Saber Ops: Military Advisors to HAWAII FIVE-0 and Beyond

Photo Credit: David Johnson

Photo Credit: David B. Johnson

How cool is it to watch McGarrett (Alex O’Loughlin) singlehandedly gun down bad guys each week on Hawaii Five-0 with his weapon of choice? Pretty cool, huh? I think so too. That’s why I made no hesitation when my chance came along to talk with a member of the Saber Ops team.   After all, Saber Ops is the military advisor team who gets all the credit for that larger-than-life motion- picture feel on Five-0’s Season One.

I’m chatting with David B. Johnson, who joined Saber Ops about eight years ago with now business partner and founder Mike Gilmore. Johnson says frankly, “We were not planning on getting into the production aspects of the business. We were actually just trying to develop a consulting service. When Mike was contacted by Warner Brothers, he was only given a number to call. It was really covert and we weren’t exactly sure what they needed. Alex Kurtzman was working on a feature called The 28th Amendment and needed some first hand experience.”

A Cool Beginning

That initial meeting with Kurtzman was epic. Johnson says, “We sat across from Alex for about three hours discussing how the main character, a Special Operations soldier, would handle certain situations -what he would say and do, how things worked. It was funny cause we were all just asking each other questions; it was more like an interview. Then, Alex looks at the producer, nods his head, like he’s good with us. I’ll never forget it. We were in the Dreamworks Building on the Universal lot. We had no idea who Alex Kurtzman was at the time. When it was over, we realized what just happened, we walked out and went, ‘holy crap.’ 28th Amendment hasn’t been made, but it certainly opened up a door for Mike and I.”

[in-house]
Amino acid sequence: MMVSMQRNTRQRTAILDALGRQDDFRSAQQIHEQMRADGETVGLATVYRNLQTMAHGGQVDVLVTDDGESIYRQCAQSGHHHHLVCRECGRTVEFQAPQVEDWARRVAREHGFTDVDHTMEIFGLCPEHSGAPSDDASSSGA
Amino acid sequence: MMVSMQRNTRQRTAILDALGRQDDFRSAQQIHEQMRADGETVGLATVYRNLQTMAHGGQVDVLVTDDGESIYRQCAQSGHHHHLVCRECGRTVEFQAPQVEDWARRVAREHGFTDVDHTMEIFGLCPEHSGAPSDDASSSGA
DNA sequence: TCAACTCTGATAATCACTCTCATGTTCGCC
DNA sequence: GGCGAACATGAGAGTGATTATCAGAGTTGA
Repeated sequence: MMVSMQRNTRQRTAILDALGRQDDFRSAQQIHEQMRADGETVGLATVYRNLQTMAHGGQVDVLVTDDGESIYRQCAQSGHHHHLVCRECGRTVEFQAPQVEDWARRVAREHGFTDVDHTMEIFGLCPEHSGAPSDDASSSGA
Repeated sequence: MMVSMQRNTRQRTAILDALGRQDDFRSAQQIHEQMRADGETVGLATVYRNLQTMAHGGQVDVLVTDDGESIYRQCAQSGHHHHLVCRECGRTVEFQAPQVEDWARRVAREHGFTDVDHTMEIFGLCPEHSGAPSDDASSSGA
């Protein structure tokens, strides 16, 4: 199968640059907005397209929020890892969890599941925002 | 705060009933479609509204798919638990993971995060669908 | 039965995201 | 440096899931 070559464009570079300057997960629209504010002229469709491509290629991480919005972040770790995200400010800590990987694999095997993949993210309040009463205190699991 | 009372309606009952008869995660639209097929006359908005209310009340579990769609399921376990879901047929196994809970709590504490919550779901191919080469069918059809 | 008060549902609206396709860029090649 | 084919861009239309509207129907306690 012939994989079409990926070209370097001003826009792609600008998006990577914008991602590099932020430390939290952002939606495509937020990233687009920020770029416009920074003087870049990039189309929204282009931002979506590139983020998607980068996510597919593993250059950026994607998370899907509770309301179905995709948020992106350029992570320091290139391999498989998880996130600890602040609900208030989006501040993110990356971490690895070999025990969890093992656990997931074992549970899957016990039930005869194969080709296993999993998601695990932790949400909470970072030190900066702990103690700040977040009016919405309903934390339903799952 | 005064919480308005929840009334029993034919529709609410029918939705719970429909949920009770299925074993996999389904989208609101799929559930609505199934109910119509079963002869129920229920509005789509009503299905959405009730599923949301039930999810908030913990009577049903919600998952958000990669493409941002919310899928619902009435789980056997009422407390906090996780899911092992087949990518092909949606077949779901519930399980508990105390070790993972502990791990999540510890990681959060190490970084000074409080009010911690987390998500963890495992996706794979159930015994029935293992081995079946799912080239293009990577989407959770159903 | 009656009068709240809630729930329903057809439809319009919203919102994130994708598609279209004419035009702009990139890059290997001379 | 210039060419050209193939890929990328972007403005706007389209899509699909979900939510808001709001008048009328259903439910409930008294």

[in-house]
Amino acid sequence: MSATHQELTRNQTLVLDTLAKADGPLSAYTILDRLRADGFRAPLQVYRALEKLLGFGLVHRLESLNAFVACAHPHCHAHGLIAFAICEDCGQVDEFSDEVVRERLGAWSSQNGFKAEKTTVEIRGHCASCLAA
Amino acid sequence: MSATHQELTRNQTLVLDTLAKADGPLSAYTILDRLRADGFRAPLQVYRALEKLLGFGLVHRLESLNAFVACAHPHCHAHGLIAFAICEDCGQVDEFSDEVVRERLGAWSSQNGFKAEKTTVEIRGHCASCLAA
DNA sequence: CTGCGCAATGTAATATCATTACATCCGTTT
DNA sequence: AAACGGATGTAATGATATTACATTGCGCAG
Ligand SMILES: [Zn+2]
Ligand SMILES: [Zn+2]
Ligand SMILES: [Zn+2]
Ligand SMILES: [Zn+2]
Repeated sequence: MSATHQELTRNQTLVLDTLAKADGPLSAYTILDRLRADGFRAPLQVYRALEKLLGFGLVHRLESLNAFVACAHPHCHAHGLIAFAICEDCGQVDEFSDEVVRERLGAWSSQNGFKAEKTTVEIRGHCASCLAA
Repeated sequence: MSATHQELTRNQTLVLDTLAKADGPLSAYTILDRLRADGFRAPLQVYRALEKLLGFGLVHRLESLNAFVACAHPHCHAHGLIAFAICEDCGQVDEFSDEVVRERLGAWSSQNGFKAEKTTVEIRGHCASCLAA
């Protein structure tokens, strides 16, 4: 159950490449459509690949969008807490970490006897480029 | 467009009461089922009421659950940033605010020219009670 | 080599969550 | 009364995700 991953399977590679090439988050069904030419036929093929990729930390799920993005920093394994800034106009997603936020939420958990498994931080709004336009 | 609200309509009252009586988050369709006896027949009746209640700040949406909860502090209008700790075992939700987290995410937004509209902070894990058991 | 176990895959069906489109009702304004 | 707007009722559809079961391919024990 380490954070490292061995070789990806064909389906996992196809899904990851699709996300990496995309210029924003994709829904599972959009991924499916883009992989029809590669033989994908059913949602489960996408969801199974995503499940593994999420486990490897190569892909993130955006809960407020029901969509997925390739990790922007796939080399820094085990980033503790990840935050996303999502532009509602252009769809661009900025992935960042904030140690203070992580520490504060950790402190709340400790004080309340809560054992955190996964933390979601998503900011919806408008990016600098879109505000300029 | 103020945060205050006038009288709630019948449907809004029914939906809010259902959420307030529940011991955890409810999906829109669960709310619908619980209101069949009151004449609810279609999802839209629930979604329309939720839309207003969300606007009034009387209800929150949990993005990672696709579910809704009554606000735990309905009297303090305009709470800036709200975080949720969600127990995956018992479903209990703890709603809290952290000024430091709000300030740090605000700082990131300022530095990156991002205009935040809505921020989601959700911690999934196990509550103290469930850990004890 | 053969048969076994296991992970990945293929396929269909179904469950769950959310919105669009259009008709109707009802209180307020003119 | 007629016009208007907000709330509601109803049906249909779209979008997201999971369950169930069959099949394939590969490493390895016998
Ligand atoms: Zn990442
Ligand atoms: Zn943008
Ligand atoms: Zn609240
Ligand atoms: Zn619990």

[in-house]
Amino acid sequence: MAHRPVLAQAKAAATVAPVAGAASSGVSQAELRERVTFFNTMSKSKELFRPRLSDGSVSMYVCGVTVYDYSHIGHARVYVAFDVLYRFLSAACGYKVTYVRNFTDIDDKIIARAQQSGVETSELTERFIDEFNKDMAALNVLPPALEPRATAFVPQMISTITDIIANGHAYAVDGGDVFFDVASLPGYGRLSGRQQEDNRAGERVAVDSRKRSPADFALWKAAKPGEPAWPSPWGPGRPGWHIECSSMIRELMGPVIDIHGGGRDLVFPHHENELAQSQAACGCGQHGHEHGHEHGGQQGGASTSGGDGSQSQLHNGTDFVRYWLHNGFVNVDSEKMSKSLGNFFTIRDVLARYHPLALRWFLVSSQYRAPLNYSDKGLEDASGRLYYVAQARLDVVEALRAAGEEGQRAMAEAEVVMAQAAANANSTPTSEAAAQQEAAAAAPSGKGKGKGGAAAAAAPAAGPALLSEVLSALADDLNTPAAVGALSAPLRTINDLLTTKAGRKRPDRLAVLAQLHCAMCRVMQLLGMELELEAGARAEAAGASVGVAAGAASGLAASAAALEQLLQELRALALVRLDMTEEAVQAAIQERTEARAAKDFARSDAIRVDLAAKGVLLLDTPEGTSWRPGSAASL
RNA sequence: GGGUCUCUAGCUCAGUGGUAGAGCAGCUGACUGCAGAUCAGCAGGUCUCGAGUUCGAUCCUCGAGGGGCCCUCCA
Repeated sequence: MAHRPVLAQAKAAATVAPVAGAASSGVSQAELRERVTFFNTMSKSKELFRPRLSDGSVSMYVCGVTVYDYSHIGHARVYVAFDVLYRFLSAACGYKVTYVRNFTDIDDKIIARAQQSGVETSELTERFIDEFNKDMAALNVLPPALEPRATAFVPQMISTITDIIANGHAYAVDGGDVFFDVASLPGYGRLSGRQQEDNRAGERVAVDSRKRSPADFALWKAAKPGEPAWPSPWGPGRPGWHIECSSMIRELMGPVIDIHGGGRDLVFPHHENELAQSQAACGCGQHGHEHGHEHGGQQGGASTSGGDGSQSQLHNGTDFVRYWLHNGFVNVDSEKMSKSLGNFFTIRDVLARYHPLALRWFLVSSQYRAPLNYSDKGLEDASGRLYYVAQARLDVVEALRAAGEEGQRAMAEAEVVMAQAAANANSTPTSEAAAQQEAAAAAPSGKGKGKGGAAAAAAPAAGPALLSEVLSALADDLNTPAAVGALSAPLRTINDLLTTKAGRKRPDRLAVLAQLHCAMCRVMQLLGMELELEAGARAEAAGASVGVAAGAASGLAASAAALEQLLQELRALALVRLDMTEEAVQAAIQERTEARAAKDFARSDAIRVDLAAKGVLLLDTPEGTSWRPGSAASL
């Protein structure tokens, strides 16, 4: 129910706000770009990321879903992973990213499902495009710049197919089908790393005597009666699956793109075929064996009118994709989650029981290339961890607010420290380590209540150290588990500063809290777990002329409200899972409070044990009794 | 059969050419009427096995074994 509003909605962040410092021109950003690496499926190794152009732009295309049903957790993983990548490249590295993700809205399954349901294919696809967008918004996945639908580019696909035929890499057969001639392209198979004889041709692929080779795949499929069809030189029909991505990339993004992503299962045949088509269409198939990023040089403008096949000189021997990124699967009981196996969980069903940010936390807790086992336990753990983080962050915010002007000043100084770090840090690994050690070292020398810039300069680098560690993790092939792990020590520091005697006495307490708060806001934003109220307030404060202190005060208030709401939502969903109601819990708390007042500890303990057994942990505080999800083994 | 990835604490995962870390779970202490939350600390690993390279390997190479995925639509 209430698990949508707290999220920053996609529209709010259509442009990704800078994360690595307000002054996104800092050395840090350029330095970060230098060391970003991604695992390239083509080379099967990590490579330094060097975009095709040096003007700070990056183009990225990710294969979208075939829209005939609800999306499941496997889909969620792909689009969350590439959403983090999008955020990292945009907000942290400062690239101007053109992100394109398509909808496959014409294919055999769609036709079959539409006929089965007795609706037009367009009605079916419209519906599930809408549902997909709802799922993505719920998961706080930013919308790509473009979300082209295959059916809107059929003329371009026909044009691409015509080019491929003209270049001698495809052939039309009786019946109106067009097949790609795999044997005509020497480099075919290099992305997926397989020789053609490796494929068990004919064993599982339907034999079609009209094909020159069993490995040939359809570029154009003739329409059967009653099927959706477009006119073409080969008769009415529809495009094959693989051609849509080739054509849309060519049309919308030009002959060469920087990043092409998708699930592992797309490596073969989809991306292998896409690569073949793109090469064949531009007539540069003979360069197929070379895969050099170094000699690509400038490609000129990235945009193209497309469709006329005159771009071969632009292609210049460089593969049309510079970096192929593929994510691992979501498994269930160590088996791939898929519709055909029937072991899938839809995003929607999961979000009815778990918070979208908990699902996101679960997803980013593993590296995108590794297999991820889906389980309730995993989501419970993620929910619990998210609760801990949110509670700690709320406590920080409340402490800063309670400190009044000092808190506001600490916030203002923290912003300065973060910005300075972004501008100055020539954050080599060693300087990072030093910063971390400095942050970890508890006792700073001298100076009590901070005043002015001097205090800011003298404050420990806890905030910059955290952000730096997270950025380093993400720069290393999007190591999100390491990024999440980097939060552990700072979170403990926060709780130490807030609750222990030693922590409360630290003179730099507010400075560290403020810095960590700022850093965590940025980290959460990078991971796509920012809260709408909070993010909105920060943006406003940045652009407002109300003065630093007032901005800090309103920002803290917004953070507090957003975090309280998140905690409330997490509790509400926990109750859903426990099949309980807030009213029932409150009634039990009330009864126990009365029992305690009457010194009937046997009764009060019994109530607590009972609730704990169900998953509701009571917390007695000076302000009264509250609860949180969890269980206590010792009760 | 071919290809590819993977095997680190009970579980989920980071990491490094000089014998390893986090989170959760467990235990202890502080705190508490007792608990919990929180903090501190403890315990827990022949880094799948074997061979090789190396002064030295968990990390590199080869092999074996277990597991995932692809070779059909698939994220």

Photo Credit: David Johnson

Photo Credit: David B. Johnson

Enter Five-0

“After nine months working closely with Alex on The 28th Amendment, the studio put a stop on the project. Needless to say, Mike and I were bummed. Then shortly thereafter, we got a call from Alex directly. They were putting together the remake of Hawaii Five-O. It wasn’t just another cop show. McGarrett was now a Navy SEAL and Alex wanted our help.” Alex would call or email us with questions, ask for suggestions and ‘how do they’s’. Several weeks later, the pilot script was complete, production was ordered and we started working on pre-production concerns. I can tell you the final cut is way different from the first draft we started with. But anytime you see gun play or any type of shooting or fighting in that first season, we had a hand in it.” Peter Lenkov was on board as the showrunner and as things moved along we started communicating directly with him on future episodes. The season progressed as we went along. Peter always knew what he wanted to do. He would pick our brains about how to do stuff. It was really cool.”


Late in the first season of Hawaii Five-O, Alex and Bob (Orci) reached out to us again. This time they were developing a pilot for Fox. A CIA team gets deployed when other CIA operations go bad. Their mission is to extract those involved and clean up any evidence from the operation. Our job started with the script. Alex had brought on a new writer, David Guggenheim. We were again, giving our expertise to the script development. Alex and Bob were giving us our shot, and we could have totally messed it up. Anyway, during the eight months we were working on Exit Strategy, we started working with them on the writing side, then when the pilot was ordered, we picked up more of a pre-production role, assisting set designers, wardrobe, props, and training. This was a great experience; we got to see first hand what it takes to pull it all together. We started out with the basics and by the end were very involved in the whole process. Fox didn’t pick it up, but it was an amazing experience none the less. From there, Alex called us for another job, and we moved on. One of the best experiences on that project, by the way, was working with Director Antoine Fuqua. He’s such a good guy, and he really cares about what he does.

Photo Credit: David Johnson

Photo Credit: David B. Johnson

Introducing Saber Ops